Thanks for the explanation (and the function) Hadley.
Tal
Contact
Details:
Contact me: [hidden email]  972527275845
Read me: www.talgalili.com (Hebrew)  www.biostatistics.co.il (Hebrew) 
www.rstatistics.com (English)

On Sun, Mar 7, 2010 at 2:05 PM, hadley wickham < [hidden email]> wrote:
> The basic reason because apply works with matrices  it first turns
> the input into a matrix, processes each column and then returns a
> matrix. See colwise in the plyr package for a function that works
> column wise on a data frame, returning a data frame.
>
> Hadley
>
> On Sun, Mar 7, 2010 at 11:07 AM, Tal Galili < [hidden email]> wrote:
> > Hi all,
> >
> > Let's say I have a data.frame and wants to turn each of it's columns into
> a
> > factor.
> > My instinct would be to use as.factor with apply. But this won't work,
> and
> > result with a data.frame of characters.
> > I found another solution for how to achieve this, but I would also like
> to
> > understand  *WHY* does it work this way?
> >
> > Here is an example script:
> > a < data.frame(x1 = rnorm(100), x2 = sample(c("a","b"), 100, replace =
> T),
> > x3 = factor(c(rep("a",50) , rep("b",50))))
> > apply(a2, 2,class) # why is column 3 not a factor ?
> > a[,3] # since it IS a factor.
> > a2 < apply(a, 2,as.factor) # won't work  why not ?
> > a2[,3] # Why was this just turned into a character ???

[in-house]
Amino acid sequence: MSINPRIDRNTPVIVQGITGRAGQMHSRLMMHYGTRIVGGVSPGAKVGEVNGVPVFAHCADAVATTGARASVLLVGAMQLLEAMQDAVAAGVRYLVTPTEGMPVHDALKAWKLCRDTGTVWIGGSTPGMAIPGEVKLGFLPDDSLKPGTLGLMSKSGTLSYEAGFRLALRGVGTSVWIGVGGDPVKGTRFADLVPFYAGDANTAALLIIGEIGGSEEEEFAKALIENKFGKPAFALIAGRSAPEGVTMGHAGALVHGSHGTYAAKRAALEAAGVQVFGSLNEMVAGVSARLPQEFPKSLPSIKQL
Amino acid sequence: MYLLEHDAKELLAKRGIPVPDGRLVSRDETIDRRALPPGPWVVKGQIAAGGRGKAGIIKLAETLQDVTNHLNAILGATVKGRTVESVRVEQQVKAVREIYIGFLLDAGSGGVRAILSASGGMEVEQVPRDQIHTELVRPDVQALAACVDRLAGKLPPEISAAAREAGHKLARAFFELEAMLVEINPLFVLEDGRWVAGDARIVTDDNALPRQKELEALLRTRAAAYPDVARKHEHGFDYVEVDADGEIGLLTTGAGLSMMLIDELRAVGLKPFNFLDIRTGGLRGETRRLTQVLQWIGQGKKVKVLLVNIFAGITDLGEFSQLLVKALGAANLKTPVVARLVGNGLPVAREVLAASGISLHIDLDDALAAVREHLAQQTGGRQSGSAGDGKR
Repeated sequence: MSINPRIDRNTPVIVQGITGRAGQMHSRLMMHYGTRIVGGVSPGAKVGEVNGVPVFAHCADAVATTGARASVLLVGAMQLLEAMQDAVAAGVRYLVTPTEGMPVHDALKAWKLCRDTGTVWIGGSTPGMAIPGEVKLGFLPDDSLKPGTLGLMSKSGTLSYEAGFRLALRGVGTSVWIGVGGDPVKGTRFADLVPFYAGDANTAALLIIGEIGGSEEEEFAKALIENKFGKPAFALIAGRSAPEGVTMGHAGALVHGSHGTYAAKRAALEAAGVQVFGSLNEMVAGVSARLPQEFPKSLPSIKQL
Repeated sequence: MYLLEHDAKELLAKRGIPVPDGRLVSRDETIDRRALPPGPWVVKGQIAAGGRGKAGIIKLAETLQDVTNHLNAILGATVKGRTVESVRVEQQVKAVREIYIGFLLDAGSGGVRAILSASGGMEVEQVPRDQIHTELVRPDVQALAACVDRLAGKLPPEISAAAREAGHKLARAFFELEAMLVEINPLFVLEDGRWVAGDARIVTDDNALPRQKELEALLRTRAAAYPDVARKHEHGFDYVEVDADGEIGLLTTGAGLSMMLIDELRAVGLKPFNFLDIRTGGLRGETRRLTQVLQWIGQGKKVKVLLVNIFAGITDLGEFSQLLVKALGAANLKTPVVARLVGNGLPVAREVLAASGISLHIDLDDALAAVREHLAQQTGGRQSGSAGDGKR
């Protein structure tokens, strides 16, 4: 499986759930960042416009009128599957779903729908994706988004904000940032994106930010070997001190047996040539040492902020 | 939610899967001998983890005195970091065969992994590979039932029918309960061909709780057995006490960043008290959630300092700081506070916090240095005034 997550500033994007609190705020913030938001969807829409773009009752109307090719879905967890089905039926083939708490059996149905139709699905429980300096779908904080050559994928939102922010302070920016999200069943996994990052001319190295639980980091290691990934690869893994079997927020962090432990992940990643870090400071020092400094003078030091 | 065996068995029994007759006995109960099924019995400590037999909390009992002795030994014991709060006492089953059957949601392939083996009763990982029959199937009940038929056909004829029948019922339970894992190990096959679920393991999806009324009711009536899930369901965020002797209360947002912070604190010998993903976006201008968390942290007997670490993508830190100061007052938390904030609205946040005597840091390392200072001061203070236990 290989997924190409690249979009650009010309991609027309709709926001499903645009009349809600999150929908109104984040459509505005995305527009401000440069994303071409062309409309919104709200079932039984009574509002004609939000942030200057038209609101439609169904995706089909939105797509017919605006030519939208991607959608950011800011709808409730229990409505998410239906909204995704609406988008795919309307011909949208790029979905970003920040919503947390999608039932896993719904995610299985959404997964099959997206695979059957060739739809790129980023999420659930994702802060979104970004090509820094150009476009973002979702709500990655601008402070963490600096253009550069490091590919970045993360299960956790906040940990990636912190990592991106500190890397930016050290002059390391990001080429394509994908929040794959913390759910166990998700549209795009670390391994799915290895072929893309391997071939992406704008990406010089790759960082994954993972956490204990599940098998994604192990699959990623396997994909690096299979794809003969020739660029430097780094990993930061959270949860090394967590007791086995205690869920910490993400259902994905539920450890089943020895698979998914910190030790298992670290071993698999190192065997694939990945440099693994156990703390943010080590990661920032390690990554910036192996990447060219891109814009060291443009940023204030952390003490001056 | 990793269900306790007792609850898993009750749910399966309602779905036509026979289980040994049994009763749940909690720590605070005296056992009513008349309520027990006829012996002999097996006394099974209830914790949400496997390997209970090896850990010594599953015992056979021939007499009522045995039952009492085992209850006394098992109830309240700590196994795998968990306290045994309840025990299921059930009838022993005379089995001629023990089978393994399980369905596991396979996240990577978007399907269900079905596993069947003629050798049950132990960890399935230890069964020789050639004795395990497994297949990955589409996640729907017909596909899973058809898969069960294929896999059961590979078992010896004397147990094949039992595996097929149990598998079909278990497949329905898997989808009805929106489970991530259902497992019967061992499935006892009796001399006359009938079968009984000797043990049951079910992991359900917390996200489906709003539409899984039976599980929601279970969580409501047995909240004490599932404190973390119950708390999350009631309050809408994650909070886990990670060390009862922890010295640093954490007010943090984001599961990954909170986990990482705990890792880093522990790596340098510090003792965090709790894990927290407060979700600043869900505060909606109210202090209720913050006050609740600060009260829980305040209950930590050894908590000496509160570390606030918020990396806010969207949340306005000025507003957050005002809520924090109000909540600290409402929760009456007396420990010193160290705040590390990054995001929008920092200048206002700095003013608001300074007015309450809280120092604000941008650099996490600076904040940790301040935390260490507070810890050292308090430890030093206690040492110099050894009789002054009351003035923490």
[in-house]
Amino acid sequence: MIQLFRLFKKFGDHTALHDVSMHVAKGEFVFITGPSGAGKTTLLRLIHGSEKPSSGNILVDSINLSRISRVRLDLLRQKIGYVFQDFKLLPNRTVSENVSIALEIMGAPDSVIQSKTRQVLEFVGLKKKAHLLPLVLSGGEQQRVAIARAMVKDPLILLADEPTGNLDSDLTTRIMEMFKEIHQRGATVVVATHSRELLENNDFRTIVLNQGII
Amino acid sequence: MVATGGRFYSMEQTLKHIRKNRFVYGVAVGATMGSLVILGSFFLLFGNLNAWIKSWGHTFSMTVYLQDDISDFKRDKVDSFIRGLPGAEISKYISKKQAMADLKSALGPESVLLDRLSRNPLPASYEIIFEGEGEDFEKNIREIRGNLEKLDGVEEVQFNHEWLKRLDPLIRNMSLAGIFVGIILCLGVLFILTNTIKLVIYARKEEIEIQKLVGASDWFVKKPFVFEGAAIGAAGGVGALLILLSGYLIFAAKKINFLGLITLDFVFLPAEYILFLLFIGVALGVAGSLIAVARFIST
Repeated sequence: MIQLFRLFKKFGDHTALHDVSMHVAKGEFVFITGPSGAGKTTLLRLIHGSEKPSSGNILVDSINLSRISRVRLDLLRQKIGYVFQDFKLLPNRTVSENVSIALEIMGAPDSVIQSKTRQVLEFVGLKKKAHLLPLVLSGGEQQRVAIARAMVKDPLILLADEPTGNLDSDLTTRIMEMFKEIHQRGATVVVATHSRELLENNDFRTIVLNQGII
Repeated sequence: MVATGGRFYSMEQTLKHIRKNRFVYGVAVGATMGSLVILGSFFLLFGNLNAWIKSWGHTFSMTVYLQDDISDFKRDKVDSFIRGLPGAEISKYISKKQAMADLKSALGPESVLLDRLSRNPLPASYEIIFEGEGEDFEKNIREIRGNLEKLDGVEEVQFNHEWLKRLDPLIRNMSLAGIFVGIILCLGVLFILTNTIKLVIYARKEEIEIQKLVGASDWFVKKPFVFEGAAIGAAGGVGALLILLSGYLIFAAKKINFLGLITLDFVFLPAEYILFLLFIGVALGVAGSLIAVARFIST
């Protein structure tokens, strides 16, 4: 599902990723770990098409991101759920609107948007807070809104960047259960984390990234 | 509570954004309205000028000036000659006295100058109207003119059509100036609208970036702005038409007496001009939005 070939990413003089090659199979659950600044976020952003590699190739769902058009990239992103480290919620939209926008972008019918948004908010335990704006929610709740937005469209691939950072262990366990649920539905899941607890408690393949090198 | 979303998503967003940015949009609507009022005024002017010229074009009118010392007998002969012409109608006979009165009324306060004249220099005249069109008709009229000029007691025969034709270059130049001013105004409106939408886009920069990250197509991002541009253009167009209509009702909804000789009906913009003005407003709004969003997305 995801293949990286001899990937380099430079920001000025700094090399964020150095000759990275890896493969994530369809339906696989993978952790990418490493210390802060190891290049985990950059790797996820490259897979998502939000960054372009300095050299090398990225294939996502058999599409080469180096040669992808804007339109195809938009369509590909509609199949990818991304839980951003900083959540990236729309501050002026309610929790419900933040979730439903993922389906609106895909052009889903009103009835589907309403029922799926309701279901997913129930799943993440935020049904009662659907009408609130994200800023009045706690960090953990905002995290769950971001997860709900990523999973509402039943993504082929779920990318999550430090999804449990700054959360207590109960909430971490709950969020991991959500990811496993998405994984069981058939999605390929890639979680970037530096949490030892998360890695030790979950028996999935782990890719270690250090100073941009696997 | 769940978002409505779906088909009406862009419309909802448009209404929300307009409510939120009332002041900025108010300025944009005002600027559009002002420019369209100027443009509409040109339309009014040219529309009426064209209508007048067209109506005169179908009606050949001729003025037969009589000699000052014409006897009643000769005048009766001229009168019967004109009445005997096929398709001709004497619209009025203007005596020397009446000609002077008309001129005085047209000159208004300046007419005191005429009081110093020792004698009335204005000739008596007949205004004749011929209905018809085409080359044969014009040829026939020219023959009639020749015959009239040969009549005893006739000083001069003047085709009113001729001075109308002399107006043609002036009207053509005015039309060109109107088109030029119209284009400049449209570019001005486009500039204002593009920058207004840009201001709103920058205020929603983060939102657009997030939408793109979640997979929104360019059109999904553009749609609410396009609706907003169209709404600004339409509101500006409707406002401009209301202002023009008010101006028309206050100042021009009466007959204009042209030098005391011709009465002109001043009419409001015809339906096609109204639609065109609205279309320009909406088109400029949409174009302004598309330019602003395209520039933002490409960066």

> > # A solution
> > a2 < lapply(a, as.factor)
> > a3 < as.data.frame(a2)
> > str(a3)
> >
> >
> > Thanks,
> > Tal
> >
> >
> >
> > Contact
> > Details:
> > Contact me: [hidden email]  972527275845
> > Read me: www.talgalili.com (Hebrew)  www.biostatistics.co.il (Hebrew) 
> > www.rstatistics.com (English)
> >
> 
> >
> > [[alternative HTML version deleted]]
> >
> > ______________________________________________
> > [hidden email] mailing list
> > https://stat.ethz.ch/mailman/listinfo/rhelp> > PLEASE do read the posting guide
> http://www.Rproject.org/postingguide.html> > and provide commented, minimal, selfcontained, reproducible code.
> >
>
>
>
> 
> Assistant Professor / Dobelman Family Junior Chair
> Department of Statistics / Rice University
> http://had.co.nz/>
[[alternative HTML version deleted]]
______________________________________________
[hidden email] mailing list
https://stat.ethz.ch/mailman/listinfo/rhelpPLEASE do read the posting guide http://www.Rproject.org/postingguide.htmland provide commented, minimal, selfcontained, reproducible code.


And just a small followup. To find out what class each column is, you wanted
> lapply(a,class)
$x1
[1] "numeric"
$x2
[1] "factor"
$x3
[1] "factor"
With regard to your solution, and why it works, it is my
understanding that data frames are in some sense actually lists, each
column corresponding to one element in a list.
Hence, lapply() works columnwise on data frames.
Also for this reason it's pretty easy to convert back and forth